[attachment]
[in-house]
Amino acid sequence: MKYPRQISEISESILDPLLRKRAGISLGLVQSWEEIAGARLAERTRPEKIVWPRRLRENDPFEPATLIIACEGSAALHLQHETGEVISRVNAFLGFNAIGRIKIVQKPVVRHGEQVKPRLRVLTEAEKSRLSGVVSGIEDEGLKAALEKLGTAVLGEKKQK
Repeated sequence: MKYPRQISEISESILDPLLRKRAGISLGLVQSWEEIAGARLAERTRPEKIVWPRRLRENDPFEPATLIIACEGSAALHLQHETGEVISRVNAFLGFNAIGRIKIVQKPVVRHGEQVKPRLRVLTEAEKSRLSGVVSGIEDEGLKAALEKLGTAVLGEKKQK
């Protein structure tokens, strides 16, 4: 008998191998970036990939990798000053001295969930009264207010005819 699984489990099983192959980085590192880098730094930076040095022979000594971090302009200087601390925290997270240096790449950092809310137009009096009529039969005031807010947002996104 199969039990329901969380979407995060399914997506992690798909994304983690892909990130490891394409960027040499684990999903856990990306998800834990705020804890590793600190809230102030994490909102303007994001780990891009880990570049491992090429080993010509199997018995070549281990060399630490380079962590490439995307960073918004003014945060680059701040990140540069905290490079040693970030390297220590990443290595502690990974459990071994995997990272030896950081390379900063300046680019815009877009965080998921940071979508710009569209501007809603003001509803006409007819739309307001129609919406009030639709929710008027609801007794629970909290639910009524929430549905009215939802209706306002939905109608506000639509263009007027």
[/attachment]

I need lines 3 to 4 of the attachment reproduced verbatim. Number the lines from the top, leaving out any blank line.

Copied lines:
Repeated sequence: MKYPRQISEISESILDPLLRKRAGISLGLVQSWEEIAGARLAERTRPEKIVWPRRLRENDPFEPATLIIACEGSAALHLQHETGEVISRVNAFLGFNAIGRIKIVQKPVVRHGEQVKPRLRVLTEAEKSRLSGVVSGIEDEGLKAALEKLGTAVLGEKKQK
């Protein structure tokens, strides 16, 4: 008998191998970036990939990798000053001295969930009264207010005819 699984489990099983192959980085590192880098730094930076040095022979000594971090302009200087601390925290997270240096790449950092809310137009009096009529039969005031807010947002996104 199969039990329901969380979407995060399914997506992690798909994304983690892909990130490891394409960027040499684990999903856990990306998800834990705020804890590793600190809230102030994490909102303007994001780990891009880990570049491992090429080993010509199997018995070549281990060399630490380079962590490439995307960073918004003014945060680059701040990140540069905290490079040693970030390297220590990443290595502690990974459990071994995997990272030896950081390379900063300046680019815009877009965080998921940071979508710009569209501007809603003001509803006409007819739309307001129609919406009030639709929710008027609801007794629970909290639910009524929430549905009215939802209706306002939905109608506000639509263009007027």